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18 Best Mustard Seed Substitutes You Can Use In Any Dish 

When it comes to imparting food with rich aroma and flavors, mustard seeds are a key spice most people often use in all kinds of delicious dishes.

However, sometimes you run out of seeds or can’t find them at your grocery store, which is why having a substitute on hand is essential.

Up ahead, we’ve put together some of the best mustard seed substitutes you can use on any occasion.

What Are Mustard Seeds?

Mustard seed small rounded seeds removed from the mustard plant. They often come in different varieties, which can include black, brown, and yellow. However, most people are probably more familiar with the bright yellow ones. 

Mustard seeds have been used for different health and skin benefits since ancient times. However, in cooking, they are typically used for making soups, stews, sauces, and, most notably, prepared mustard. 

These little seeds are a staple in Indian cooking, and they possess a rich flavor that is a little bit nutty and slightly spicy. When added to most dishes, they provide a lovely boost of spice and a pungent aroma. 

However, they are not always available on hand. So we’re going to highlight the best substitutes you can use to replace them. Ready?  Let’s dive in.

Nutritional Value Table

Mustard Powder27
Whole Grain Mustard20
Caraway Seeds22
Prepared Mustard3
Nigella Seeds7
Mustard Oil124
Harissa Paste17
German Mustard10
Wholegrain Mustard20
Stone Ground Mustard20
Creole Mustard7
Chinese Mustard20
Dijon Mustard7
Cumin Seeds38
Pickling Spice30

1. Turmeric

Turmeric is a potent spice commonly used in Indian cooking. However, it is most known for its health benefits and medicinal properties, which help boost the immune system, fight off inflammation, and even help maintain the heart’s health. 

This spice has an intense golden yellow color and an earthy and mildly spicy flavor that resembles that of mustard seeds.  It is a great substitute to use in place of mustard seeds as it delivers the same spicy kick. 

It also works well in the same kinds of dishes mustard seeds are typically used for. You can use the powdered form or the freshly ground paste to get a stronger flavor.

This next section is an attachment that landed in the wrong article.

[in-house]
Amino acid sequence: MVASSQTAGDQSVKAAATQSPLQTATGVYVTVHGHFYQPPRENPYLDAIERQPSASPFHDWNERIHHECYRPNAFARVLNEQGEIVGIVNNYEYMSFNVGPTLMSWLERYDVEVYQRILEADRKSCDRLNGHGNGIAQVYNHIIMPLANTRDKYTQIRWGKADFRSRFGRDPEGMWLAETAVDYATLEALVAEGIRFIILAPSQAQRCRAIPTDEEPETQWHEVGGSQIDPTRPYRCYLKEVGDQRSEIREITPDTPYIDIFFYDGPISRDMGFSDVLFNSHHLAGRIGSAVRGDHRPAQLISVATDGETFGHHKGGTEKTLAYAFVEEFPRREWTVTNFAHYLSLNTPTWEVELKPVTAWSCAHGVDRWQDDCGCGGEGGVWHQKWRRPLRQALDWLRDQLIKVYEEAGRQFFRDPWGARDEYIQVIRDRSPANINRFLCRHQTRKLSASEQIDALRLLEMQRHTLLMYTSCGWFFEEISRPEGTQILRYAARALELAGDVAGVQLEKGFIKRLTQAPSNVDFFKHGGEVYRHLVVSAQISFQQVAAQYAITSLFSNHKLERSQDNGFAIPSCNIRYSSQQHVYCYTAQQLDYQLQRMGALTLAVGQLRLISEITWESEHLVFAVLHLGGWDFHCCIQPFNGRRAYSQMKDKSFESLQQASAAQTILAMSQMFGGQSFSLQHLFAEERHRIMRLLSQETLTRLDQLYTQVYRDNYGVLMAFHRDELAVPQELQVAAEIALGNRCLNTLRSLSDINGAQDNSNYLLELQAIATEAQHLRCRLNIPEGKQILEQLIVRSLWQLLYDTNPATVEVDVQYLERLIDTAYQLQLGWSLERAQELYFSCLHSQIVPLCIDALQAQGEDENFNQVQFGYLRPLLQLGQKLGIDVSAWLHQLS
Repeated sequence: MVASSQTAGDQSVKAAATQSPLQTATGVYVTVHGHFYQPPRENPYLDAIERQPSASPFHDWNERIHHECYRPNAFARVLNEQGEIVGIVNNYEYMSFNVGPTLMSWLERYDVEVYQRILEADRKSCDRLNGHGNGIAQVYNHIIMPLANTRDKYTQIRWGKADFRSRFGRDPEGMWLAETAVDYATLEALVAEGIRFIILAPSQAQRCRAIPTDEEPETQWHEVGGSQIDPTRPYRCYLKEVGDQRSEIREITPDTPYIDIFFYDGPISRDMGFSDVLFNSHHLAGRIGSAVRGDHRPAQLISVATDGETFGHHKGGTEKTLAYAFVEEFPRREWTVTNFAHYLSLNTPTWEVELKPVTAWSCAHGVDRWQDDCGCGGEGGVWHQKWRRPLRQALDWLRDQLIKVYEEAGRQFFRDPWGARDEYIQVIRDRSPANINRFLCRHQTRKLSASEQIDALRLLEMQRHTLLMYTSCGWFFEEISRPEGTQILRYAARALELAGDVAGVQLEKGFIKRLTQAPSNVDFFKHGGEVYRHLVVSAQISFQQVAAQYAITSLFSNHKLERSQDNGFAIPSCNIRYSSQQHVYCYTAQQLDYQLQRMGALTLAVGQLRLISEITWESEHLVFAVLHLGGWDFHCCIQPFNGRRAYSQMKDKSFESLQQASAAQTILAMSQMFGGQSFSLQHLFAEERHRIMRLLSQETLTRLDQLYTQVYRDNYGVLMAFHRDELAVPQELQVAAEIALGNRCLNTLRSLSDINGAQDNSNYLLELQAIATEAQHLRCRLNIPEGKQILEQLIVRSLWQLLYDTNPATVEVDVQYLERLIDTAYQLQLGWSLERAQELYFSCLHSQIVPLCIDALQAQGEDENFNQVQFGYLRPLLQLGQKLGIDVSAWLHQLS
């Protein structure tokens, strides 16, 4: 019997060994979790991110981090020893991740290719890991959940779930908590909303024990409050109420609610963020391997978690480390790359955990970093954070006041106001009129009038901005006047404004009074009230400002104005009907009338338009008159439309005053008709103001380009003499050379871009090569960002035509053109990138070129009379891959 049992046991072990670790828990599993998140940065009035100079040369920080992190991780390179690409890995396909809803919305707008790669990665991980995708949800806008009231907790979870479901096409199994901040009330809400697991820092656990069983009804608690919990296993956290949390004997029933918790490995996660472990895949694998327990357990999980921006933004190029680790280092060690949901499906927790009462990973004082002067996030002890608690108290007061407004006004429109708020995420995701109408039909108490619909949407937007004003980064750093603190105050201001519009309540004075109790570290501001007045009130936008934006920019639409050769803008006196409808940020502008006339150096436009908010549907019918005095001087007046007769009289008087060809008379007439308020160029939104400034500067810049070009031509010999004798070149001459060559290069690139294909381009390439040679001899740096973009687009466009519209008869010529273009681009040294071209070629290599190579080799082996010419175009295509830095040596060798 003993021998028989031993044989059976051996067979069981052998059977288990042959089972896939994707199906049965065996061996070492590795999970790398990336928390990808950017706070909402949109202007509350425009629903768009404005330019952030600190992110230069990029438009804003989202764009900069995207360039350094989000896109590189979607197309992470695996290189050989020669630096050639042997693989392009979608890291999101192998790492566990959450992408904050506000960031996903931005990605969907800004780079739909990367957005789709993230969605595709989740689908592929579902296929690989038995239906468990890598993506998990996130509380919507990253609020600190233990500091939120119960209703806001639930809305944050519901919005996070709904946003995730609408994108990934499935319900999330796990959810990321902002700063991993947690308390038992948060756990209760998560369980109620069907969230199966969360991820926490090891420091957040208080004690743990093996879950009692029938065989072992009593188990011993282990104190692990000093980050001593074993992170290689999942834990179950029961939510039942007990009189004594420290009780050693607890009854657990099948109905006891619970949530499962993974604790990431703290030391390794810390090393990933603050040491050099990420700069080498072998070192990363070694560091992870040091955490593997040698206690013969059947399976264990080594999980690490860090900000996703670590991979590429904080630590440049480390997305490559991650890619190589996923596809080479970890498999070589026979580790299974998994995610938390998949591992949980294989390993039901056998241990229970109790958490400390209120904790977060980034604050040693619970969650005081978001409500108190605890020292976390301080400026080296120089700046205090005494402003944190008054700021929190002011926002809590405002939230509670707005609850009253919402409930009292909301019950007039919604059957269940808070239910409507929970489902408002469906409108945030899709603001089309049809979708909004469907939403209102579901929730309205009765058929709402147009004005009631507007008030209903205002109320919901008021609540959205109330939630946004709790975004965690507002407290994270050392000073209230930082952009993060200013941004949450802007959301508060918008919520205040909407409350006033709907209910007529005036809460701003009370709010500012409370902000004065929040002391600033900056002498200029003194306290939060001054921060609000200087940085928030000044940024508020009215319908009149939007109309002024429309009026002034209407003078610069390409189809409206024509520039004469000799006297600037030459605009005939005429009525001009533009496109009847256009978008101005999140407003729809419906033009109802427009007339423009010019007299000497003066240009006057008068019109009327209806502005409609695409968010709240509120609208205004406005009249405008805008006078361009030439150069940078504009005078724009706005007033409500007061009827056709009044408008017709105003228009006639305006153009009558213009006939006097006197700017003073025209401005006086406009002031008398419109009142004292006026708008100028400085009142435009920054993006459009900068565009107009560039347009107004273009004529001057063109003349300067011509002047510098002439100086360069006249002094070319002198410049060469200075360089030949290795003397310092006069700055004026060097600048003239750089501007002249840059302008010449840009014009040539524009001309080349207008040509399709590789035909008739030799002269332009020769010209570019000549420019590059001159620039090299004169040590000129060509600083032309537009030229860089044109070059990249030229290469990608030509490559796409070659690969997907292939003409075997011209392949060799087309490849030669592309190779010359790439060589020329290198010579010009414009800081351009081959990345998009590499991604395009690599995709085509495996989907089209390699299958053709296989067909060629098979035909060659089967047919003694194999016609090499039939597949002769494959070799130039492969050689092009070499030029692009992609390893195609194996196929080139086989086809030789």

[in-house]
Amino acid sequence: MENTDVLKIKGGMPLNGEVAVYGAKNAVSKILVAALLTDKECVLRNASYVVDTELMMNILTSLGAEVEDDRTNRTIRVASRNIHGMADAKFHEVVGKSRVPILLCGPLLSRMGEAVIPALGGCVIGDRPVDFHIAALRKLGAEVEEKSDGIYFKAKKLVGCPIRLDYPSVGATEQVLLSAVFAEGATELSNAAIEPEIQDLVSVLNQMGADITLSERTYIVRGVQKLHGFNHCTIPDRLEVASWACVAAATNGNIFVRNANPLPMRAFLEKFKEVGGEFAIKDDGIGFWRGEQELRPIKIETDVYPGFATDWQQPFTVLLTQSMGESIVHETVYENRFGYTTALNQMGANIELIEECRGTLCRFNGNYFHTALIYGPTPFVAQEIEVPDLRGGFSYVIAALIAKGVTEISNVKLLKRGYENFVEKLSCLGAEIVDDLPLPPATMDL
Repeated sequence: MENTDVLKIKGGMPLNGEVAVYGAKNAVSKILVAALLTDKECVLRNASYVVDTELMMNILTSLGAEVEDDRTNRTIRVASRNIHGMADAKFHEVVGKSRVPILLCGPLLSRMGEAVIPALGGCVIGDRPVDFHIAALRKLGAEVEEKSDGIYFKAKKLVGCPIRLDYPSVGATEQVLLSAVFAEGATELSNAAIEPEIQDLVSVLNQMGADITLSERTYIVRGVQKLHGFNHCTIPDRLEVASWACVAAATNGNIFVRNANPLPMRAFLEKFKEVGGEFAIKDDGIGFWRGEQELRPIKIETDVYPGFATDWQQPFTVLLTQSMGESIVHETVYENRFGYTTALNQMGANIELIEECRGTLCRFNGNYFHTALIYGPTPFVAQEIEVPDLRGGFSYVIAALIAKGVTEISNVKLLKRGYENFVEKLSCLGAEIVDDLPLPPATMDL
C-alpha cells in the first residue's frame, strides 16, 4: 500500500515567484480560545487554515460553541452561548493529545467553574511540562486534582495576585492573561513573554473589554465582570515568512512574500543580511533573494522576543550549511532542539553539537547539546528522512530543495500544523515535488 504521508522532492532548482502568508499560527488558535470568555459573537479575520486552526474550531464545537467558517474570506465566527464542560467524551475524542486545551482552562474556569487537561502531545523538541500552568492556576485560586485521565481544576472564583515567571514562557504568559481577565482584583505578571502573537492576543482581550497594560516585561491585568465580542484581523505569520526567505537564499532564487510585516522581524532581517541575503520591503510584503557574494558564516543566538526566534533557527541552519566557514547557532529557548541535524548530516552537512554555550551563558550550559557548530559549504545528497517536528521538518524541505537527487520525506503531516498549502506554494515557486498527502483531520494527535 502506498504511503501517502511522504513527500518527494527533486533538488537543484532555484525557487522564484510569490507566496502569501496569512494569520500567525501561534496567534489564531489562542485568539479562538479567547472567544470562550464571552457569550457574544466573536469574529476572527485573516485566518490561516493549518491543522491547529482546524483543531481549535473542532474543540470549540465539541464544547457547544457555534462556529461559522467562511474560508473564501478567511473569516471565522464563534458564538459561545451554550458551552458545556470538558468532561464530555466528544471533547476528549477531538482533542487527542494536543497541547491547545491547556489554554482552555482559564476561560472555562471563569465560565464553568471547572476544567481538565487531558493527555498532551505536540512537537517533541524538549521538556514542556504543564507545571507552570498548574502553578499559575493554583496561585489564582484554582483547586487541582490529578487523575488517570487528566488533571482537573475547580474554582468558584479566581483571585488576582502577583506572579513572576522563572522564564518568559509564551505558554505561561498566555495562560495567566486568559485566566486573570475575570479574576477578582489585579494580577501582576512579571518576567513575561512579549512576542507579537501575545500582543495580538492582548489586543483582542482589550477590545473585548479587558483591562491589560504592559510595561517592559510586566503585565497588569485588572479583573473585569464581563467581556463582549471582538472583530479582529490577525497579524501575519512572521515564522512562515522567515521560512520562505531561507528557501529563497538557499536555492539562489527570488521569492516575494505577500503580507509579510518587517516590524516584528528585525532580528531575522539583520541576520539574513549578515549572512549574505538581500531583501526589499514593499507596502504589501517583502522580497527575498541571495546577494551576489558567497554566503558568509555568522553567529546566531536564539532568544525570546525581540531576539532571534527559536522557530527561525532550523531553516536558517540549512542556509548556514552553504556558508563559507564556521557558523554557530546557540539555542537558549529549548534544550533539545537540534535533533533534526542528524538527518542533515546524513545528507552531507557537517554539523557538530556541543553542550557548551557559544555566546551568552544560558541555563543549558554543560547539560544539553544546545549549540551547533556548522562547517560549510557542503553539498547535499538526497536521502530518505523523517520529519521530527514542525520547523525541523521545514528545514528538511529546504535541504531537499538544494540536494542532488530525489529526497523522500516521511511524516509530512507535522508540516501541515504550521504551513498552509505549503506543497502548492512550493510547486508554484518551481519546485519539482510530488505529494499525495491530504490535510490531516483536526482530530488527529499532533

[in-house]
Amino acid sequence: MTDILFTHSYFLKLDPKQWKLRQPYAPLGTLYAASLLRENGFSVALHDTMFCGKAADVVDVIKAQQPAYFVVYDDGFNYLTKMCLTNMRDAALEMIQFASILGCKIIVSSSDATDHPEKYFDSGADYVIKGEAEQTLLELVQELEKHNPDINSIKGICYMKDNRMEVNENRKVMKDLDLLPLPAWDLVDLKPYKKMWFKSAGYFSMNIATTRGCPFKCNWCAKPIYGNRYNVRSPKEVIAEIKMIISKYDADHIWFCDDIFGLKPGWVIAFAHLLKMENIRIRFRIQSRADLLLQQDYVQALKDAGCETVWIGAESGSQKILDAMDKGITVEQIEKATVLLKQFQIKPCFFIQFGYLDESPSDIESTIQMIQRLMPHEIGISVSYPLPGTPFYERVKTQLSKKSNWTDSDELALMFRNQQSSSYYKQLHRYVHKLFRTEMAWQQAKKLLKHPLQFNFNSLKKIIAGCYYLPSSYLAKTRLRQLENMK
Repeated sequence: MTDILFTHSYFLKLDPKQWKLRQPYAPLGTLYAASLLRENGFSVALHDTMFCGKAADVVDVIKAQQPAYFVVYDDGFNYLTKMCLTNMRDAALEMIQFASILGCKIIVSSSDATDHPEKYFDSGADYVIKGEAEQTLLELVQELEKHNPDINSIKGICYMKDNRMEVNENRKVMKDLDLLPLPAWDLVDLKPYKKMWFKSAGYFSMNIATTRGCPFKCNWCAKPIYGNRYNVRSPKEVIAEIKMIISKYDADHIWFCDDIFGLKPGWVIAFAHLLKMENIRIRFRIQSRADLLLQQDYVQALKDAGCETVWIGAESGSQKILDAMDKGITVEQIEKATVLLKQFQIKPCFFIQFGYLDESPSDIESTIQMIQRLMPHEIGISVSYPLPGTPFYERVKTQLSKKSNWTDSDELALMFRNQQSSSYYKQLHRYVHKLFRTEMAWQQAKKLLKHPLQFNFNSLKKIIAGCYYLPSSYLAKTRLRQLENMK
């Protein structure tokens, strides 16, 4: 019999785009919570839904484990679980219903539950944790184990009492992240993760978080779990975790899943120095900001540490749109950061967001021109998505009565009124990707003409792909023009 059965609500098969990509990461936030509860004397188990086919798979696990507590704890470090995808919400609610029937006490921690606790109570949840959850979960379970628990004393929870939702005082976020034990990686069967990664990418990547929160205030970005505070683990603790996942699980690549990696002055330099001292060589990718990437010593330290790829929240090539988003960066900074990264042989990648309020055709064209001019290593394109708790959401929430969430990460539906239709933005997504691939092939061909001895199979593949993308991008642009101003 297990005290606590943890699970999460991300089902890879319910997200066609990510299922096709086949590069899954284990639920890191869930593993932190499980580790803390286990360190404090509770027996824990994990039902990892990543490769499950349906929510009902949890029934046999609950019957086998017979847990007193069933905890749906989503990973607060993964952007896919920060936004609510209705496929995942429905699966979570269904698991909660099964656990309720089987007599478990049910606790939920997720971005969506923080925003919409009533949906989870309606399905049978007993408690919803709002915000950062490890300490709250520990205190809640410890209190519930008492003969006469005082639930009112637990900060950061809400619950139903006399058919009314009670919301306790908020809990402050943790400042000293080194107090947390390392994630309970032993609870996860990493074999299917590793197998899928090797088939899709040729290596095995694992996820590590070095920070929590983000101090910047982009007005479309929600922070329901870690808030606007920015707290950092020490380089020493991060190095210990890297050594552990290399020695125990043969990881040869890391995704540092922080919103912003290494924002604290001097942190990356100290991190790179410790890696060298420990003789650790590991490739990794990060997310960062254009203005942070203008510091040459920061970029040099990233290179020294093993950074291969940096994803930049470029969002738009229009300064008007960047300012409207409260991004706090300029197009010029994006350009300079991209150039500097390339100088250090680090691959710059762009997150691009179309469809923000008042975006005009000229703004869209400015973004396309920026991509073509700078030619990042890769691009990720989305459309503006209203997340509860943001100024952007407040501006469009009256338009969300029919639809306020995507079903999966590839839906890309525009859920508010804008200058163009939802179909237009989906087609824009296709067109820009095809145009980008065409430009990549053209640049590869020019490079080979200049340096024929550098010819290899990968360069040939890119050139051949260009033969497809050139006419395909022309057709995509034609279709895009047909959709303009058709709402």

How To Substitute

Use a 1:1 ratio when substituting turmeric for mustard seeds.

However, keep in mind that turmeric has the tendency to slightly change the color of some dishes, so it may be best to only use it in making sauces and soups.

2. Wasabi

Wasabi is a root plant of the Brassicaceae family of plants. With its distinct green color and pungent aroma, wasabi is a common condiment used in many Japanese cuisines. In fact, it is sometimes called Japanese horseradish. 

It has a flavor profile similar to mustard seeds, and it is spicy but not so hot that it overwhelms the palate. Instead, its flavor fills the nose with a sharp aroma and kick of flavor, making it an ideal mustard seed substitute. 

Since it often comes in a grounded paste, wasabi is a great ingredient to add to dishes like soup and stews or as a condiment for sushi.

How To Substitute

Use half a tablespoon of wasabi for every tablespoon of mustard seeds.

3. Mustard Powder

Mustard powder is a spice made from ground mustard seeds. Since its majorly composed of mustard seeds, it is probably one of the best substitutes for the seeds.

Mustard powder possesses a sharp, spicy, and pungent flavor that is identical to that of seeds, so you can use it in any dish that calls for mustard seeds. 

Just like seeds, you can use mustard powder in making savory soups, stews, and salad dressing or use it as a dry rub for meats.

Mustard powder is a common staple in Indian cuisines, but its distinctive flavor can be incorporated into dishes from all around the world.

How To Substitute

When replacing mustard seeds with mustard powder, use half a teaspoon of mustard powder for every teaspoon of mustard seeds required.

If the recipe calls for more than that, simply divide whatever amount is needed by half and use that amount of mustard powder.

4. Horseradish